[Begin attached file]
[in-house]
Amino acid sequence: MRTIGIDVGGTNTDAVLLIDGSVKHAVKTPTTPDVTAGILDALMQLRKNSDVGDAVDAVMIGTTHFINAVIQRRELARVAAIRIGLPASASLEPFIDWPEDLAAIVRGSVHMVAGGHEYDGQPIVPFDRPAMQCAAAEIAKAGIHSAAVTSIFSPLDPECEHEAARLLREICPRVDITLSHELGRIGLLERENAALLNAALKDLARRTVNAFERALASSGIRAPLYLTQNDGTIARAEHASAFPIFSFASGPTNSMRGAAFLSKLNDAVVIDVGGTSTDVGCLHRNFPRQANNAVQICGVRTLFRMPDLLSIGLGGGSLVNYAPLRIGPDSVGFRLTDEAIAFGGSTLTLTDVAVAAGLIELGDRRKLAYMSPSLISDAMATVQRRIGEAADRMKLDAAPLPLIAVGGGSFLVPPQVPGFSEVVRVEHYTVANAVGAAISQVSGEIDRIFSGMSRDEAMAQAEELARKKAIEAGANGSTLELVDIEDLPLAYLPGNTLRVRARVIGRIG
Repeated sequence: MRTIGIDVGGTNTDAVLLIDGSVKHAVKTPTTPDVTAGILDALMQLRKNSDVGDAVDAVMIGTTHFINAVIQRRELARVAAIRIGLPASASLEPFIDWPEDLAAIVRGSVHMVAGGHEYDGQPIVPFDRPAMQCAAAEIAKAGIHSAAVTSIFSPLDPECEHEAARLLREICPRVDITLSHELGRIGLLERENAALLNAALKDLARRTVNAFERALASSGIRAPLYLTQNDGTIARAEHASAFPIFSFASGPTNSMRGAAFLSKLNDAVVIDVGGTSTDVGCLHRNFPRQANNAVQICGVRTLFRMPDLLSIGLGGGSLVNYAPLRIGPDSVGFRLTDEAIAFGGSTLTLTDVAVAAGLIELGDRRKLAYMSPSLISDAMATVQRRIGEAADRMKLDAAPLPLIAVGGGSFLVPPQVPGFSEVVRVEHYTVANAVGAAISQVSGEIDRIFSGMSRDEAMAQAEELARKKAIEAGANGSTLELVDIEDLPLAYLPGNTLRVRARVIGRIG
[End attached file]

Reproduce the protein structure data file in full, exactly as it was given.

[in-house]
Amino acid sequence: MRTIGIDVGGTNTDAVLLIDGSVKHAVKTPTTPDVTAGILDALMQLRKNSDVGDAVDAVMIGTTHFINAVIQRRELARVAAIRIGLPASASLEPFIDWPEDLAAIVRGSVHMVAGGHEYDGQPIVPFDRPAMQCAAAEIAKAGIHSAAVTSIFSPLDPECEHEAARLLREICPRVDITLSHELGRIGLLERENAALLNAALKDLARRTVNAFERALASSGIRAPLYLTQNDGTIARAEHASAFPIFSFASGPTNSMRGAAFLSKLNDAVVIDVGGTSTDVGCLHRNFPRQANNAVQICGVRTLFRMPDLLSIGLGGGSLVNYAPLRIGPDSVGFRLTDEAIAFGGSTLTLTDVAVAAGLIELGDRRKLAYMSPSLISDAMATVQRRIGEAADRMKLDAAPLPLIAVGGGSFLVPPQVPGFSEVVRVEHYTVANAVGAAISQVSGEIDRIFSGMSRDEAMAQAEELARKKAIEAGANGSTLELVDIEDLPLAYLPGNTLRVRARVIGRIG
Repeated sequence: MRTIGIDVGGTNTDAVLLIDGSVKHAVKTPTTPDVTAGILDALMQLRKNSDVGDAVDAVMIGTTHFINAVIQRRELARVAAIRIGLPASASLEPFIDWPEDLAAIVRGSVHMVAGGHEYDGQPIVPFDRPAMQCAAAEIAKAGIHSAAVTSIFSPLDPECEHEAARLLREICPRVDITLSHELGRIGLLERENAALLNAALKDLARRTVNAFERALASSGIRAPLYLTQNDGTIARAEHASAFPIFSFASGPTNSMRGAAFLSKLNDAVVIDVGGTSTDVGCLHRNFPRQANNAVQICGVRTLFRMPDLLSIGLGGGSLVNYAPLRIGPDSVGFRLTDEAIAFGGSTLTLTDVAVAAGLIELGDRRKLAYMSPSLISDAMATVQRRIGEAADRMKLDAAPLPLIAVGGGSFLVPPQVPGFSEVVRVEHYTVANAVGAAISQVSGEIDRIFSGMSRDEAMAQAEELARKKAIEAGANGSTLELVDIEDLPLAYLPGNTLRVRARVIGRIG